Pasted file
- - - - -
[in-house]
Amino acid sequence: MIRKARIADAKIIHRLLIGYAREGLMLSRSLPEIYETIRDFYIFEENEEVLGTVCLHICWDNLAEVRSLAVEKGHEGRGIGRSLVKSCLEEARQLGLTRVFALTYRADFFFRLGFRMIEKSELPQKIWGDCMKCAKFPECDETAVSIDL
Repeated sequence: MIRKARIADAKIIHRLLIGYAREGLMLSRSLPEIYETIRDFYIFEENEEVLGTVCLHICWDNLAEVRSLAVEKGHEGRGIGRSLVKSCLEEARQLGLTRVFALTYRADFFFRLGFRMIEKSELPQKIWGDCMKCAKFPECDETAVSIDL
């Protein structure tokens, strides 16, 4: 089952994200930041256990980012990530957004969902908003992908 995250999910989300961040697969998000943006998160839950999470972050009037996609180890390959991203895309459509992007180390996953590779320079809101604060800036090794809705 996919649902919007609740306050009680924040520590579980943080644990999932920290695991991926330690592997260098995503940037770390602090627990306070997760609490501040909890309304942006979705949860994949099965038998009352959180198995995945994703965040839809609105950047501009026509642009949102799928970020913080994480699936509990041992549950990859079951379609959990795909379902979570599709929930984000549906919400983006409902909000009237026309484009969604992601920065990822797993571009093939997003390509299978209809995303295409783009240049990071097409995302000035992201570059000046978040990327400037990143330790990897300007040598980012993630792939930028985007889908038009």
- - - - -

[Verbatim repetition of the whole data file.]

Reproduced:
[in-house]
Amino acid sequence: MIRKARIADAKIIHRLLIGYAREGLMLSRSLPEIYETIRDFYIFEENEEVLGTVCLHICWDNLAEVRSLAVEKGHEGRGIGRSLVKSCLEEARQLGLTRVFALTYRADFFFRLGFRMIEKSELPQKIWGDCMKCAKFPECDETAVSIDL
Repeated sequence: MIRKARIADAKIIHRLLIGYAREGLMLSRSLPEIYETIRDFYIFEENEEVLGTVCLHICWDNLAEVRSLAVEKGHEGRGIGRSLVKSCLEEARQLGLTRVFALTYRADFFFRLGFRMIEKSELPQKIWGDCMKCAKFPECDETAVSIDL
């Protein structure tokens, strides 16, 4: 089952994200930041256990980012990530957004969902908003992908 995250999910989300961040697969998000943006998160839950999470972050009037996609180890390959991203895309459509992007180390996953590779320079809101604060800036090794809705 996919649902919007609740306050009680924040520590579980943080644990999932920290695991991926330690592997260098995503940037770390602090627990306070997760609490501040909890309304942006979705949860994949099965038998009352959180198995995945994703965040839809609105950047501009026509642009949102799928970020913080994480699936509990041992549950990859079951379609959990795909379902979570599709929930984000549906919400983006409902909000009237026309484009969604992601920065990822797993571009093939997003390509299978209809995303295409783009240049990071097409995302000035992201570059000046978040990327400037990143330790990897300007040598980012993630792939930028985007889908038009």